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Cash & Working Capital

Capital Allocation Frameworks Needed

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April 05, 2018

NeuGroup surveys show that some companies don’t have a structured program to get to WACC or hurdles rates

Game planCapital allocation is an evergreen topic for NeuGroup members and a frequently requested topic for session discussions at peer group meetings. Interestingly, what’s often found in pre-meeting surveys is that companies don’t have a systematic framework for capital allocation models nor indications of which hurdle rates to use when.

Although at some companies, the capital allocation model may reside only in the head of the CFO, we found in pre-meeting surveys that the old reliable capital asset pricing model or CAPM, which uses a company’s own beta, is the most common method to calculate its weighted average cost of capital (WACC). About one in five members use their WACC for all hurdle rates while about half use WACC combined with other evaluation methods.

Despite being formulaic, WACC calculations may vary widely depending on who’s making the assumptions factoring into the formula. NeuGroup Peer Research polled its universe of treasurers and asked what was their “right” way to calculate WACC along with a what were best practices among peers in determining appropriate hurdle rates for capital projects.

The following takeaways are aggregated from approximately 100 company responses received during the second half of 2017 meeting season from the following NeuGroups: Treasurers’ Group of Mega-Caps (tMega); Treasurers’ Group of Thirty Large-Cap Edition (T30 LC); Treasurers’ Group of Thirty (T30); Tech20 Treasurers’ Peer Group (Tech20); Assistant Treasurers’ Group of Thirty (AT30), and Assistant Treasurers’ Leadership Group (ATLG).

Formula assumptions – where does the ambiguity dust settle? To get the most realistic picture of capital funding costs, and to see if return on invested capital exceeds it, aim to remove subjectivity from your WACC calculations. Per our surveys, almost three-quarters of respondents use the 10-year treasury as a risk-free rate; more than half use a market risk premium between 4-6% and a third calculates over a 5-year time frame. Most respondents obtain beta from Bloomberg.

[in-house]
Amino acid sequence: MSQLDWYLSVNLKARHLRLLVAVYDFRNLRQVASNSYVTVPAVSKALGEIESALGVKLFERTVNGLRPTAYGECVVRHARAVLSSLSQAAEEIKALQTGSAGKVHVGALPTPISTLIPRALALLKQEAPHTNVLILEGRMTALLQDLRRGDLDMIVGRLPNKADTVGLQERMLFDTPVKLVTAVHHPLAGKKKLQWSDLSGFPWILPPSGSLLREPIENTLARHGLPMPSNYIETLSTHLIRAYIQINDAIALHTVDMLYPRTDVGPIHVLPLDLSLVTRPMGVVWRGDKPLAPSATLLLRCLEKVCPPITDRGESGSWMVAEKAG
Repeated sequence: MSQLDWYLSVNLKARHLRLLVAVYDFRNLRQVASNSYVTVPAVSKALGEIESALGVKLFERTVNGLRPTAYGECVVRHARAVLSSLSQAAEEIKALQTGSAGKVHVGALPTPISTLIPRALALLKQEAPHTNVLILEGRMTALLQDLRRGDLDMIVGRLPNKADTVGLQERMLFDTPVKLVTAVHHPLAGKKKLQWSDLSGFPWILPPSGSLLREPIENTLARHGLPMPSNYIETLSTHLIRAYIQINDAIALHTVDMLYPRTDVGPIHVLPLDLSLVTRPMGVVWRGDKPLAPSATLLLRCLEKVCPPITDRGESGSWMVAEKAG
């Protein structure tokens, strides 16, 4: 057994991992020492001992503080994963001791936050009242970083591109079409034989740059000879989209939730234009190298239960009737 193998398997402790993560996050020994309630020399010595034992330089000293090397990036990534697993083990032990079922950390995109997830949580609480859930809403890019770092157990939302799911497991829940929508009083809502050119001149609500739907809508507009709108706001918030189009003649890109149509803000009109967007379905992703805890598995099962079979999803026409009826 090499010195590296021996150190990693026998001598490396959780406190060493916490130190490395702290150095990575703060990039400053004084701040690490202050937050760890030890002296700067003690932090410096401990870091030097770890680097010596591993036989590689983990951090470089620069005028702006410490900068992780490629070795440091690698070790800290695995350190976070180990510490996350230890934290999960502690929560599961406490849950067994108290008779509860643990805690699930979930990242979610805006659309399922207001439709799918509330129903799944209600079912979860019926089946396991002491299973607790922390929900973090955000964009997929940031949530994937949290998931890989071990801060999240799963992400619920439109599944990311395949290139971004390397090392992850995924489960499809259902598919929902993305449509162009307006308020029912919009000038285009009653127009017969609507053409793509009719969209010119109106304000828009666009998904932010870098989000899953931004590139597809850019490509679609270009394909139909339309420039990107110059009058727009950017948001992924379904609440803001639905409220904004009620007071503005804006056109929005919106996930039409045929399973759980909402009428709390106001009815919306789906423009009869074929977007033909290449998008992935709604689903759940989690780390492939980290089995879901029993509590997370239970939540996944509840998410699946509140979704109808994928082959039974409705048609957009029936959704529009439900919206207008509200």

WACC versus hurdle rates. About one in five members use their WACC for all hurdle rates, while half use WACC combined with other evaluation methods. While WACC may be the minimum hurdle rate for capital budgeting, it stands to reason that projects with higher risk should have higher hurdle rates to achieve desired return rates. A member from one of the lower-margin tech companies in the NeuGroup universe shared how his company is implementing a capital-allocation model based on WACC along with a certain profit level and four added risk premiums, three of which are market-driven: country risk; counterparty credit risk; industry/sector risk; and a non-market-driven legal risk (for example: if the company is involved in the design of a product and not just contract-manufacturing it for another party). Members were impressed with the level of detail of this approach (and the company’s customers in the respective peer group began to wonder how they stack up under the counterparty credit risk criteria!).

Questions remain on the “best way” to calculate hurdle rates and when changes should be made to either assumptions going into the calculations or calculation methods based on risk level, different businesses, geographies, time periods, etc., to increase the value-proposition of these rates. If hurdle rates should be adjusted for various reasons, processes should be in place to define the triggers/thresholds met/not met to increase transparency and consistency.

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